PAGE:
CRM Evaluations Not Thorough Enough?
A handful of CRM vendors dominate the market, so many CRM buyers conduct few product demonstrations before buying.
CRM sales hit $23.2 billion in 2014, an increase of 13.3 percent from 2013, according to Gartner. The research firm expects CRM's healthy growth to accelerate even more, reaching sales of $36.5 billion by 2017. In fact, CRM leads all enterprise software categories in projected growth, with a compound annual growth rate (CAGR) of 15 percent from 2012 to 2017, according to the research firm.
With numbers like that, CRM vendors must be doing something right. It seems so, based on a new report from software selection site Capterra, which found that 71 percent of CRM users are satisfied with their software. Only 11 percent of companies surveyed by Capterra reported being dissatisfied with their CRM.
While there are hundreds of CRM options available, Capterra found just a few vendors dominate the market. Salesforce CRM was used by 33 percent of respondents, with Microsoft, SAP and Oracle accounting for another 42 percent of the market.
The lopsided nature of the market may account, in part, for the fact that CRM buyers conduct relatively few product demonstrations before buying, said Katie Hollar, Capterra's director of marketing.
Capterra found that just 38 percent of companies did more than two demos, she said.
"I think the tendency is for buyers to ask friends and colleagues what systems they've used, do a search online and just go with whichever one or two they find first," Hollar said. "Unfortunately, that is a dangerous way to select software. What works for one business could be far too expensive, cumbersome or advanced for the next business."
She encouraged companies to consider more options in the CRM evaluation stage. "Most people have heard of Salesforce. So they demo Salesforce and decide since it's the most popular, that's what they'll go with. But they're missing out on all of the niche CRM solutions and small business alternatives that could be a much better fit for their needs. At least give them a look!"
CRM and Marketing
CRM is increasingly used by marketing organizations, the report found. Sales departments are power users, with 80 percent of respondents saying sales had access to a CRM system. The marketing team was the second highest in terms of CRM usage at 46 percent, just edging out the customer service function. In addition, 44 percent of CRM users had integrated with a marketing automation system.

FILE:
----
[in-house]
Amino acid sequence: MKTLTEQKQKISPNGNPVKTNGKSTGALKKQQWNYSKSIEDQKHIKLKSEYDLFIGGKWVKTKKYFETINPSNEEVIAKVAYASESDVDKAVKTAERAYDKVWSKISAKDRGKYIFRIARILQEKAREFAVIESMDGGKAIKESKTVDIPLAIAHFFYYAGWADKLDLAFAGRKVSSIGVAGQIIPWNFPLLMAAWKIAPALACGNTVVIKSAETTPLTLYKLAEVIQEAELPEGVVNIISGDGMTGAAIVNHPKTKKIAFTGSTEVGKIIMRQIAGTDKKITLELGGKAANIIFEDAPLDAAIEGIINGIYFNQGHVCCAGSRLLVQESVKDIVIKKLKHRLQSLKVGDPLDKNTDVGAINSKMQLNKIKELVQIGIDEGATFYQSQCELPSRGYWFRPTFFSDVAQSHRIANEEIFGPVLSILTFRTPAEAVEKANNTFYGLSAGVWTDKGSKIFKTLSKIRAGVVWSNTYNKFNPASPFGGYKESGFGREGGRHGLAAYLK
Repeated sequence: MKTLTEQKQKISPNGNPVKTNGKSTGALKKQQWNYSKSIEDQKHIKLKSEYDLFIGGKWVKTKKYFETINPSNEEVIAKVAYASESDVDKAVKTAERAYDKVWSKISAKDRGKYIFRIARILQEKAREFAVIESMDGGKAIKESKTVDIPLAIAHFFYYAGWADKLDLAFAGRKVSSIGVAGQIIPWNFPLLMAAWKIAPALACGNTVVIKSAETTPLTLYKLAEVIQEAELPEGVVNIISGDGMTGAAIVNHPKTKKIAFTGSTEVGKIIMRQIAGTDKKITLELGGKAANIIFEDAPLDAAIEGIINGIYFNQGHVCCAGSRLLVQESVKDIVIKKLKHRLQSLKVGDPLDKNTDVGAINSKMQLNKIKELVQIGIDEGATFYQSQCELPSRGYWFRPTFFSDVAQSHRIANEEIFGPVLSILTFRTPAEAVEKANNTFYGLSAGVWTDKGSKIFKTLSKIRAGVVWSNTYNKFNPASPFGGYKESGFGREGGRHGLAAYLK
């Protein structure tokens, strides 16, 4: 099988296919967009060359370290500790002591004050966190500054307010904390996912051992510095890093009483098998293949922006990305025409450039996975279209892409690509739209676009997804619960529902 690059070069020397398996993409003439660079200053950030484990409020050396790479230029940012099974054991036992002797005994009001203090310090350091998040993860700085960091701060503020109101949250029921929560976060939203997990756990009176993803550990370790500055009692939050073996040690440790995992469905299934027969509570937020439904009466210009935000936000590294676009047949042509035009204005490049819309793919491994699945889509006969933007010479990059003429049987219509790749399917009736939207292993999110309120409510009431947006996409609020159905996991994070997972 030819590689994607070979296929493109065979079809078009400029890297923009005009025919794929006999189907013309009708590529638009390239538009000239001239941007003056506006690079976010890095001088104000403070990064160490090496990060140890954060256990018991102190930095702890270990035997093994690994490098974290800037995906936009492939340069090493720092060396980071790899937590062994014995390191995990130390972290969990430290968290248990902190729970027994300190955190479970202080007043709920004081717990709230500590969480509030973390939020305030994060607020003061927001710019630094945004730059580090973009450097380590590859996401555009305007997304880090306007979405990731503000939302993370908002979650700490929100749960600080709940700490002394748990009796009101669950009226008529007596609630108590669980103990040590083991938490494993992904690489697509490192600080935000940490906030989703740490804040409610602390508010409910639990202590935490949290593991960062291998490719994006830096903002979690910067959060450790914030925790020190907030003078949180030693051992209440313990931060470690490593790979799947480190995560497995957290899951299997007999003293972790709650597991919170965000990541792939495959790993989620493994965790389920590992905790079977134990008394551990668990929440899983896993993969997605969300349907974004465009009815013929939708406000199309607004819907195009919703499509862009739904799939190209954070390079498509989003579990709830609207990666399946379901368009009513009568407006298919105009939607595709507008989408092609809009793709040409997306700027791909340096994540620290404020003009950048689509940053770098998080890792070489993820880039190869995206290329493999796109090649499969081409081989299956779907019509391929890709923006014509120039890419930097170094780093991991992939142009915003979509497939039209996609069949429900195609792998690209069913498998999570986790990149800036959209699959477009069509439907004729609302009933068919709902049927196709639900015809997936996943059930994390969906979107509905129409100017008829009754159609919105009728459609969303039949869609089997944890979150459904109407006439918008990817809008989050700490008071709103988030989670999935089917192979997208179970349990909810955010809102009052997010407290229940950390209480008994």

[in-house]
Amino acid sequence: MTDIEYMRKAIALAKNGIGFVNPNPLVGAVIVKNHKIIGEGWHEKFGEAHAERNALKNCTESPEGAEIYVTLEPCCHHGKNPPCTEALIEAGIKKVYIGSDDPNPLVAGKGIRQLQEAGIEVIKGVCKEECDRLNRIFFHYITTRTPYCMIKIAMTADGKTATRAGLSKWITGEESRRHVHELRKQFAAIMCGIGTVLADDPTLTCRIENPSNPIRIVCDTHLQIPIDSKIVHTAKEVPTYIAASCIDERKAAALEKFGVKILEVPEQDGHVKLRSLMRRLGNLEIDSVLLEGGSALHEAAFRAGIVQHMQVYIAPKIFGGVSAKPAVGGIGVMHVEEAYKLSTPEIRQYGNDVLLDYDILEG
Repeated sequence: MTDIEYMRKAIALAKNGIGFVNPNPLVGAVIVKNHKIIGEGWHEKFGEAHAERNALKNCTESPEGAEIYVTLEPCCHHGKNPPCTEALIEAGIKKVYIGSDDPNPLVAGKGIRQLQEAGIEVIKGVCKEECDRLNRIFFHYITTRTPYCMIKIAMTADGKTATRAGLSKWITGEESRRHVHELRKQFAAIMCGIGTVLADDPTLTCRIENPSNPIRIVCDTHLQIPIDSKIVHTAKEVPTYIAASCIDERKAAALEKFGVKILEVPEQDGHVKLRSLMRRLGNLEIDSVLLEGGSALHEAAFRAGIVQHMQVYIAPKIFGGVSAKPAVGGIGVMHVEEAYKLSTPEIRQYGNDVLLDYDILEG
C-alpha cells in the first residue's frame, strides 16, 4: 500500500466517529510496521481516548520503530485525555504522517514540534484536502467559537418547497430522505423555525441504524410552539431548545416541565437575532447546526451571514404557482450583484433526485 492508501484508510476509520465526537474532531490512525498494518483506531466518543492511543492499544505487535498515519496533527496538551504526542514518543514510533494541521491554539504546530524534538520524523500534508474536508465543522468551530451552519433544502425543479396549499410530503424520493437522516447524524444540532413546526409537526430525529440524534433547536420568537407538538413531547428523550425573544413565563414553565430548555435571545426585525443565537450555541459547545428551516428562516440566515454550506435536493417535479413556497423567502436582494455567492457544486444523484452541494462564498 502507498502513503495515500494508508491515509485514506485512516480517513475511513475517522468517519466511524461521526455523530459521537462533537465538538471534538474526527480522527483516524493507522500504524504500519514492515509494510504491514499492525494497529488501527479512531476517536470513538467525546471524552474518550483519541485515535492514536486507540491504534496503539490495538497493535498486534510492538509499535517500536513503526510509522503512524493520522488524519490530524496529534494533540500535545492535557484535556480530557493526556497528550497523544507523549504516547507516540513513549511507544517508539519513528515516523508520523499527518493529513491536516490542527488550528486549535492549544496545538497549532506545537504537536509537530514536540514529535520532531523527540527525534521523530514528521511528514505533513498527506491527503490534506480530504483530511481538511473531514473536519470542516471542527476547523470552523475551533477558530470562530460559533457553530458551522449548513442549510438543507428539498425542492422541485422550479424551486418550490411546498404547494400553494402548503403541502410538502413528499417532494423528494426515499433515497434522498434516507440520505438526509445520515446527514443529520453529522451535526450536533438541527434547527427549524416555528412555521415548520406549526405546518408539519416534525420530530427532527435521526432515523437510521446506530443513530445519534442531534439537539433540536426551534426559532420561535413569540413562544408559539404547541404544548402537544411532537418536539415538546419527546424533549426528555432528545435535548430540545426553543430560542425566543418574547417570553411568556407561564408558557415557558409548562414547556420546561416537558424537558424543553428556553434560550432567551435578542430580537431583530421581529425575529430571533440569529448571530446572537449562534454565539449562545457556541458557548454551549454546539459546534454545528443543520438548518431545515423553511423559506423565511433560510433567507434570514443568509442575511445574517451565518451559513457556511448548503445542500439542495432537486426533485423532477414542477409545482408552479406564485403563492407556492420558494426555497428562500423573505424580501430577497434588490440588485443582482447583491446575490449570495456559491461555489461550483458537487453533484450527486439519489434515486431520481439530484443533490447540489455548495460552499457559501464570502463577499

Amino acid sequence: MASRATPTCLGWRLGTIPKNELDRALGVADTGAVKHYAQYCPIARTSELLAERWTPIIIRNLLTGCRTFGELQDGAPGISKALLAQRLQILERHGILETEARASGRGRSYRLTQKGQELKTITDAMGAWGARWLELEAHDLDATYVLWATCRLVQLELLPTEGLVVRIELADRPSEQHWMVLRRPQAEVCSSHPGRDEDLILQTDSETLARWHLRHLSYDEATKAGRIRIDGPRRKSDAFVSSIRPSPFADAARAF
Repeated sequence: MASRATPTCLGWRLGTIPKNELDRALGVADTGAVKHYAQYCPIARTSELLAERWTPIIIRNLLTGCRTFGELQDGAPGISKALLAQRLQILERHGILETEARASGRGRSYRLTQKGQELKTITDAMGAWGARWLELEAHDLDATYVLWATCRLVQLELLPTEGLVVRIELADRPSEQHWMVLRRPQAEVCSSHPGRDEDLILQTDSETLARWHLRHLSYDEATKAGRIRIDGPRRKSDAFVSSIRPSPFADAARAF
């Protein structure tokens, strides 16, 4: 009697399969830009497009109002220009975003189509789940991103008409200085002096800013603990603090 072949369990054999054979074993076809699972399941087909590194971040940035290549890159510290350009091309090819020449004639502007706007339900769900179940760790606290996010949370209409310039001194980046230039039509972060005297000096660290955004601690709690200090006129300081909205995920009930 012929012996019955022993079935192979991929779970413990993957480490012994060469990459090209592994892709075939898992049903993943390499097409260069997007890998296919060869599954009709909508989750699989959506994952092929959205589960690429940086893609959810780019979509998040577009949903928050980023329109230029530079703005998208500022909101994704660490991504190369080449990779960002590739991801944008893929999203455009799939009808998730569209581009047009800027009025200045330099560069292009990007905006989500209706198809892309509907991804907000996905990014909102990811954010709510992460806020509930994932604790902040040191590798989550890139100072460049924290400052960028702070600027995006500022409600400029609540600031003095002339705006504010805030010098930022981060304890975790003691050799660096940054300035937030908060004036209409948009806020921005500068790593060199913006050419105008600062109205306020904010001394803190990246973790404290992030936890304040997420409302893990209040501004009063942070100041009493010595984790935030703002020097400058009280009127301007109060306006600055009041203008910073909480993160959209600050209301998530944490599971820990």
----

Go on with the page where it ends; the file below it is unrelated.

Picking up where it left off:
"This shows that the marketing component of CRM is growing very fast," Hollar said. "Even a few years ago, CRM was more thought of as a salesforce automation and sales enablement tool, but it's good to see that businesses are now using their CRM to reach prospects and customers throughout the entire funnel."
Number of customers is one of the key components in CRM adoption, Capterra found. Two-thirds of respondents had at least 100 customers when they first purchased CRM software, and more than a quarter had more than 1,000 customers. "The number of customers being over 100 is the best indicator of whether you're ready or not" for CRM, according to the report.
Like Gartner, which said 47 percent of all CRM revenue in 2014 came from software-as-a-service (SaaS) applications, Capterra found CRM buyers increasingly prefer cloud deployments. Only 2 percent of survey respondents said they preferred on-premise CRM. The two leading verticals for on-premise CRM are hospitality, at 67 percent, and nonprofits, at 50 percent.
Those two industries tend to be a bit slower in terms of technology adoption, Hollar said. "I expect that hotels and nonprofits may have adopted an on-premise CRM back when those were more common, and because they have all of their legacy data and history tied up in the on-premise solution, they've just delayed making the switch."
"The operational risk is fairly high for a hotel if new technology fails, plus, since the industry is mostly franchised, it can take a while for new systems to roll out and take effect. Similarly, nonprofits are often working on tight budgets, and investing in a new CRM may not fall high on the list of possible expenses," she added.
The three features used the most were calendar management, cited by 52 percent of respondents, followed by email marketing (50 percent) and quote/proposal management (46 percent).
In terms of desired features, companies expressed interest in CRM capabilities that leverage social media. A quarter of respondents wanted social media monitoring functionality, and 24 percent said they wished their CRM system could pull prospect information from social media profiles.
Those numbers surprised Hollar, who thinks CRM vendors have been pretty proactive about adding social features to their products.
"Social CRM has been a hot topic among industry experts for years now. And we've seen plenty of CRM acquisitions of social media marketing and monitoring solutions that have been baked into the CRMs, such as Salesforce's acquisition of Radian6 and Oracle's acquisition of RightNow," she said. "I think the problem is more the lack of education from vendors about these new features to their existing customer base. Often, if you're already a user, the add-on social media functionality comes at an additional cost, and if you weren't aware of that functionality when you first purchased your CRM, you may not know that it now exists."
Ann All is the editor of Enterprise Apps Today and eSecurity Planet. She has covered business and technology for more than a decade, writing about everything from business intelligence to virtualization.